Climate changes affect indigenous cultures

Watch this 15-minute video produced by the Guardian and read this article from the same news source detailing how some indigenous peoples experience changes to their culture due to effects of climate changes.

What challenges and benefits do the people on Greenland experience because of climate changes? And while Aboriginal Australians may have the same core problem, given their vastly different physiography the effects are even more devastating. Add governmental obstructions, for instance when it comes to infrastructure, into the equation, and it is hard to see any benefits from climate changes like the Greenlanders do. So what challenges do the people of Australia’s Northern Territory face because of climate changes?

Hilde

Sources:

In the news:  New species, some under threat even before they were discovered

Kew scientists have officially given 110 new species scientific names in the course of 2019, this Guardian article reveals. Among these 102 plants and eight fungi are species that can change medicine. One has the ability to trick our taste buds. Another has been used for centuries to treat arthritis. It has only this year been given a formal scientific name, and seems also to have abilities to combat cancer.

According to the article, “[t]here are almost 400,000 known species of plant, and about 2,000 new species are named every year”. Yet with their habitats being under threat due to a variety of dangers, the world is at risk of losing them before the species are even discovered, registered, named, or measures being taken to protect them.

Reflecting on all the undiscovered species still out there and all the potential they hold, particularly within medicine, should we not do more to protect them from becoming extinct? Should we not rage against the forest fires raging in several parts of the world, whether or not the destruction is deliberate? Should we not protest dam projects that could potentially wipe out an entire species? Should we not reflect around our own and our governments’ values and actions (or inaction), in the hopes of preserving nature?

In the news: Time Person of the Year 2019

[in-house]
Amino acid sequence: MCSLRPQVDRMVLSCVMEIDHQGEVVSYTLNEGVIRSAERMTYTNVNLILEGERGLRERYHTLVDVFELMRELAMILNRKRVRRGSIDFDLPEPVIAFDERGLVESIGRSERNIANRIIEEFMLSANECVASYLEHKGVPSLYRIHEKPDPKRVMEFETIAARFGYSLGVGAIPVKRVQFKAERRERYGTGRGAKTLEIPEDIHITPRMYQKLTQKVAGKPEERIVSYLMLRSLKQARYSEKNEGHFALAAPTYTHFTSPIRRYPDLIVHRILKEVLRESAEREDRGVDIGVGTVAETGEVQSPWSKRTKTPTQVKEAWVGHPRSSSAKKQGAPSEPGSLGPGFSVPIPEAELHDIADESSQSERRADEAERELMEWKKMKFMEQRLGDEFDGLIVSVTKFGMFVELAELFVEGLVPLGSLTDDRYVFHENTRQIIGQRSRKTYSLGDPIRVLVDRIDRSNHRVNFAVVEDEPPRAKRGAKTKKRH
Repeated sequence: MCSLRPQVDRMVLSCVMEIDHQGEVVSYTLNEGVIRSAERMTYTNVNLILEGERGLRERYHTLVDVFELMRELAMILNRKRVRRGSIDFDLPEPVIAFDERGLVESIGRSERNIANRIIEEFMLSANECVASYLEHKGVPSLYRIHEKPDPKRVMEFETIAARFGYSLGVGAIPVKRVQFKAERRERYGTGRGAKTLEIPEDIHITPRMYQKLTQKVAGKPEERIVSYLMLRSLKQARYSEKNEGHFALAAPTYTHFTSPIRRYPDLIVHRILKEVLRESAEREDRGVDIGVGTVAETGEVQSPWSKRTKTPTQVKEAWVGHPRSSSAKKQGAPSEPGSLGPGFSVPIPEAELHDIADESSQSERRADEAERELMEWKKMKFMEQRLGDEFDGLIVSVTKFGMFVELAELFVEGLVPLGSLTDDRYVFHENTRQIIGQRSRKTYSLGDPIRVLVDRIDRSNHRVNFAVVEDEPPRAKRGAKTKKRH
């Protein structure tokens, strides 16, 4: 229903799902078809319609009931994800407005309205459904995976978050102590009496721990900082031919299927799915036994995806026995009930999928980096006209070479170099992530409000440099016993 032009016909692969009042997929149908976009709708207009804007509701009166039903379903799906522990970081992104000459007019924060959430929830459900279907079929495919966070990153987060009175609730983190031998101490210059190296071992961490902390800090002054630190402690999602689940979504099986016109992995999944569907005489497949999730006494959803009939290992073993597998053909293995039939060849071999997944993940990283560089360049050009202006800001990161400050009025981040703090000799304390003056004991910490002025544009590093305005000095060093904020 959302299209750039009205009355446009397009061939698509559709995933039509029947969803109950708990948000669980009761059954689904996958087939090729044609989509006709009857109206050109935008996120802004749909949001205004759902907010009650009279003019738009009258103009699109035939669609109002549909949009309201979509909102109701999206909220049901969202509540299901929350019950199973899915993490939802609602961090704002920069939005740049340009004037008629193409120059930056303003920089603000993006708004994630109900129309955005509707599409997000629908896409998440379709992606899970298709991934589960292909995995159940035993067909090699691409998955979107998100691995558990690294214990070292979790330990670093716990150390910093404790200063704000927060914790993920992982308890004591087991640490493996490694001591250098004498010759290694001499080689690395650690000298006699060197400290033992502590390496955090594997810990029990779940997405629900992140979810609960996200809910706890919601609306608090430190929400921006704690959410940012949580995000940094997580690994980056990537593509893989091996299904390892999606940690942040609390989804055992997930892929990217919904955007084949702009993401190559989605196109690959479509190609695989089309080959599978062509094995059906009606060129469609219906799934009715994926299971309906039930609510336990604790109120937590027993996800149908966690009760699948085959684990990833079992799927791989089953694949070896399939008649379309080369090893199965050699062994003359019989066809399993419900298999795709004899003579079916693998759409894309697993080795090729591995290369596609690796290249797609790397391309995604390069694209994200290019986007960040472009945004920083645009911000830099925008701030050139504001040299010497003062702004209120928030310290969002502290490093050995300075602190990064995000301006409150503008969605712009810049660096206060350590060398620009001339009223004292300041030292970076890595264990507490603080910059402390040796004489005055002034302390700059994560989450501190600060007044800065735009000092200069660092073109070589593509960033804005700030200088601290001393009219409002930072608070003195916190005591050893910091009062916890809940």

Time Person of the Year is annually awarded to the person who “for better or worse […] has done the most to influence the events of the year.” Could there be a more deserving winner for 2019 than Greta Thunberg? Time Magazine’s editor-in-chief Edward Felsenthal said in his announcement: “She became the biggest voice on the biggest issue facing the planet this year, coming from essentially nowhere to lead a worldwide movement.”Time magazine cover with Greta Thunberg

Congratulations!

 

 

COP25

For two weeks civil servants, activists and some politicians are meeting in Madrid for the 25th summit of the UN’s conference of the parties – COP25. By Friday, 13 December 2019, they will have debated issues concerning the climate – once again. Will it help? Hopefully, but only time will tell. The Guardian has compiled an excellent overview of what to expect before the climate conference started on 2 December. Read it, but also do your own research, for instance on COP25’s own website. For instance, how many did Norway send to Madrid during these two weeks? Did the UK send anyone, or were they too busy campaigning ahead of the general election on 12 December? Has COP25 actually achieved anything now that there are only days left, or are they postponing most things until next year and COP26, since most countries has 2020 as one of their deadlines, whether for attaining the previous targets, set in Copenhagen, or revising the objectives set in the Paris Accord.

Hilde

Making the world uninhabitable?

We are destroying the planet, in the words of Greta Thunberg “our house is on fire.”

What will happen if we fail to stop this trend?

Today we are going to watch A Plastic Whale, a documentary about how our ways of life are destroying our animal life. Before that, let’s read Brad Plumer’s article “Humans Are Speeding Extinction and Altering the Natural World at an ‘Unprecedented’ Pace” in the New York Times.

As you read, write down answers to the following questions:

  • how are we speeding extinction and altering the natural world?
  • how much has animal and plant life decreased for the past 100 years?
  • are any species particularly at risk right now?
  • which areas/countries are most at risk?
  • are any solutions offered?